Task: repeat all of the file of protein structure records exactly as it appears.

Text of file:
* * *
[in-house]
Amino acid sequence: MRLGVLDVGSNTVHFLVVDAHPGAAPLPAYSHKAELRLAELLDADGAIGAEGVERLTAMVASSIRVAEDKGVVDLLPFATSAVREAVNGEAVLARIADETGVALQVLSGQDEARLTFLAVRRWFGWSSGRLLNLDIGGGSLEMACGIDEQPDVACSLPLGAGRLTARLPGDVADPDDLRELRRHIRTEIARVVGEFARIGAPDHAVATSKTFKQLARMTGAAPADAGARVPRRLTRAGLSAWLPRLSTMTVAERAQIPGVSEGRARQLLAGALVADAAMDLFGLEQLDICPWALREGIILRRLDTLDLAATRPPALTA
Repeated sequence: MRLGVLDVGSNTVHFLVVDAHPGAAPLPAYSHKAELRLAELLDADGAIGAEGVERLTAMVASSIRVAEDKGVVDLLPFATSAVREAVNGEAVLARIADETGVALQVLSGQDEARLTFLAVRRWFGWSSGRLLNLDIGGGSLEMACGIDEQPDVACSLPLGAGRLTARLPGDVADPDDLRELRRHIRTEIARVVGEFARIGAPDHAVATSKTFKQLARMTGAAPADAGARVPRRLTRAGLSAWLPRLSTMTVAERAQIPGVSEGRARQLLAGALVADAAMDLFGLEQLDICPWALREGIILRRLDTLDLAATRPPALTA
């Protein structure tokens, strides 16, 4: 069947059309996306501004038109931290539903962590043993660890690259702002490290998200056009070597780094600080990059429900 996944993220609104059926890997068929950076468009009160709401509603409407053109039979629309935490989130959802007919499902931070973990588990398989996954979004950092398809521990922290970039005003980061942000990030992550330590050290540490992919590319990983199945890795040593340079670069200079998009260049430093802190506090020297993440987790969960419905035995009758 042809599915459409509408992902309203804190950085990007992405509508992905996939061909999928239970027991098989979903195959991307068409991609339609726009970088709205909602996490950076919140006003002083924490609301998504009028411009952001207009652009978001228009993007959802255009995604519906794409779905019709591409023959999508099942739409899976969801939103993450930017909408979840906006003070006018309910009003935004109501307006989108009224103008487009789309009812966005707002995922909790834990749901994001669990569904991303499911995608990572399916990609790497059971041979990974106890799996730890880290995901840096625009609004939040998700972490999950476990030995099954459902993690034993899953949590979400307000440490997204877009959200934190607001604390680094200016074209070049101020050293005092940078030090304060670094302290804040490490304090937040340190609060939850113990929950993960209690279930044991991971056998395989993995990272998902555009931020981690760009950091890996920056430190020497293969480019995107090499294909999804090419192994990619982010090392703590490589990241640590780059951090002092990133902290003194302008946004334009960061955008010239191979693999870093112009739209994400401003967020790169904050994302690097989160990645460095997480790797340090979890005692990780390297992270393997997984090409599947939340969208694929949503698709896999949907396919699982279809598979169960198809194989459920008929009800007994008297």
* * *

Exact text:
[in-house]
Amino acid sequence: MRLGVLDVGSNTVHFLVVDAHPGAAPLPAYSHKAELRLAELLDADGAIGAEGVERLTAMVASSIRVAEDKGVVDLLPFATSAVREAVNGEAVLARIADETGVALQVLSGQDEARLTFLAVRRWFGWSSGRLLNLDIGGGSLEMACGIDEQPDVACSLPLGAGRLTARLPGDVADPDDLRELRRHIRTEIARVVGEFARIGAPDHAVATSKTFKQLARMTGAAPADAGARVPRRLTRAGLSAWLPRLSTMTVAERAQIPGVSEGRARQLLAGALVADAAMDLFGLEQLDICPWALREGIILRRLDTLDLAATRPPALTA
Repeated sequence: MRLGVLDVGSNTVHFLVVDAHPGAAPLPAYSHKAELRLAELLDADGAIGAEGVERLTAMVASSIRVAEDKGVVDLLPFATSAVREAVNGEAVLARIADETGVALQVLSGQDEARLTFLAVRRWFGWSSGRLLNLDIGGGSLEMACGIDEQPDVACSLPLGAGRLTARLPGDVADPDDLRELRRHIRTEIARVVGEFARIGAPDHAVATSKTFKQLARMTGAAPADAGARVPRRLTRAGLSAWLPRLSTMTVAERAQIPGVSEGRARQLLAGALVADAAMDLFGLEQLDICPWALREGIILRRLDTLDLAATRPPALTA
């Protein structure tokens, strides 16, 4: 069947059309996306501004038109931290539903962590043993660890690259702002490290998200056009070597780094600080990059429900 996944993220609104059926890997068929950076468009009160709401509603409407053109039979629309935490989130959802007919499902931070973990588990398989996954979004950092398809521990922290970039005003980061942000990030992550330590050290540490992919590319990983199945890795040593340079670069200079998009260049430093802190506090020297993440987790969960419905035995009758 042809599915459409509408992902309203804190950085990007992405509508992905996939061909999928239970027991098989979903195959991307068409991609339609726009970088709205909602996490950076919140006003002083924490609301998504009028411009952001207009652009978001228009993007959802255009995604519906794409779905019709591409023959999508099942739409899976969801939103993450930017909408979840906006003070006018309910009003935004109501307006989108009224103008487009789309009812966005707002995922909790834990749901994001669990569904991303499911995608990572399916990609790497059971041979990974106890799996730890880290995901840096625009609004939040998700972490999950476990030995099954459902993690034993899953949590979400307000440490997204877009959200934190607001604390680094200016074209070049101020050293005092940078030090304060670094302290804040490490304090937040340190609060939850113990929950993960209690279930044991991971056998395989993995990272998902555009931020981690760009950091890996920056430190020497293969480019995107090499294909999804090419192994990619982010090392703590490589990241640590780059951090002092990133902290003194302008946004334009960061955008010239191979693999870093112009739209994400401003967020790169904050994302690097989160990645460095997480790797340090979890005692990780390297992270393997997984090409599947939340969208694929949503698709896999949907396919699982279809598979169960198809194989459920008929009800007994008297």